My Daughter Paints in Quarantine

She’s as tall as the easel now,
purple tank top
underneath the apron
falling below her shorts,

all of her splattered with paint.
The smell of linseed
oil or gamsol,
(I’m not sure which) fills the room.

A solid grey-primed canvas
slowly disappears
beneath each stroke –
greens and blues and browns

and touches of bright white.
Her hair is up
in a tangled
bun, and her music plays

to her alone. She’s been stuck
at home for months,
yet maybe
she is more congregant

than trapped – learning
to mix her paints,
to add a bit
of light, to understand

the depth of skin.

Wynne Morrison practices pediatric palliative care and critical care at the Children’s Hospital of Philadelphia and at the Perelman School of Medicine at the University of Pennsylvania, where she is a professor of anesthesiology and critical care.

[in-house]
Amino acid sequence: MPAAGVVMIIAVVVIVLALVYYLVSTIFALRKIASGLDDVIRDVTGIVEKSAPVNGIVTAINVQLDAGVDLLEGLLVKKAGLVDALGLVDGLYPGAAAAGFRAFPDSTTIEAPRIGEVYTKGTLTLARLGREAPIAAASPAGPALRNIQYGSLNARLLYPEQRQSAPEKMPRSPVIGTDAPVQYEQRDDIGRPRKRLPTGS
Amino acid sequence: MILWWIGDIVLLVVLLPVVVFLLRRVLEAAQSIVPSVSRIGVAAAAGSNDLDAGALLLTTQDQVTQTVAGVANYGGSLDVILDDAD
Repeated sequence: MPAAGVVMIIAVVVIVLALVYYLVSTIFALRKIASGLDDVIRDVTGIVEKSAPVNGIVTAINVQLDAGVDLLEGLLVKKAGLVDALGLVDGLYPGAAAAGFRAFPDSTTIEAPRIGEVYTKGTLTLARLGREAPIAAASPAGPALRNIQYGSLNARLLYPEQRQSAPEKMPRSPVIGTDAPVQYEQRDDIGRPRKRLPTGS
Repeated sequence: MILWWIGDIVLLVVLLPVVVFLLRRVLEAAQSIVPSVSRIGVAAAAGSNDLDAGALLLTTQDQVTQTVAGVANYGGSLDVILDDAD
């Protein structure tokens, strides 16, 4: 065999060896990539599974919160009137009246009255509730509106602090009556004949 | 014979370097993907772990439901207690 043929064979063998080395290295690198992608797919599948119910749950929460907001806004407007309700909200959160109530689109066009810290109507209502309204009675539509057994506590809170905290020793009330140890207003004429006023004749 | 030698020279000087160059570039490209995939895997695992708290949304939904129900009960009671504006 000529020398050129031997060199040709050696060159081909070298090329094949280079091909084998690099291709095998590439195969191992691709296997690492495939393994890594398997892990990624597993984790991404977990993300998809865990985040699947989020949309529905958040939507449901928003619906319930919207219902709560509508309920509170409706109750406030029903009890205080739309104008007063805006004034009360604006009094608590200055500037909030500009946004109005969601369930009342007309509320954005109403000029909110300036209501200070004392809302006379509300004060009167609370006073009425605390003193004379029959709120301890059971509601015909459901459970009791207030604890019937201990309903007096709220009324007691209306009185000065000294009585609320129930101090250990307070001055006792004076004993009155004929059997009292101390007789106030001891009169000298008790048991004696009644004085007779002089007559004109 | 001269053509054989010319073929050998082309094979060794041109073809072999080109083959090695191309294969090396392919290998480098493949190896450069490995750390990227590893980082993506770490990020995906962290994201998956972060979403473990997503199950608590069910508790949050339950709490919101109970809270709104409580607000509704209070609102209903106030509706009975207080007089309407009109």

About the Poem

“Watching my daughter work on her first oil painting (during the several months at the start of the pandemic, when she interacted with no one in person other than our immediate family) made me think so much about human connection. My hope in this poem was to hint at the huge variety of feelings so many were experiencing.”


10 thoughts on “My Daughter Paints in Quarantine”

  1. Beautiful work as usual Wynne! I love the use of the word congregant. Hope you and your family are well and that Delta does not inspire more poems….

  2. Wynne,
    Wonderfully evocative and I introspective at the same time- it’s great to hear your voice on paper- I guess actually in screen.

  3. Gary Lerner MD

    Your poetry keeps getting better and better
    I’ve often read through the collection you gave me when you came to Omaha several years ago to present ethics grand rounds and lead our committee’s education retreat.. it’s nice to hear from you again
    Gary Lerner

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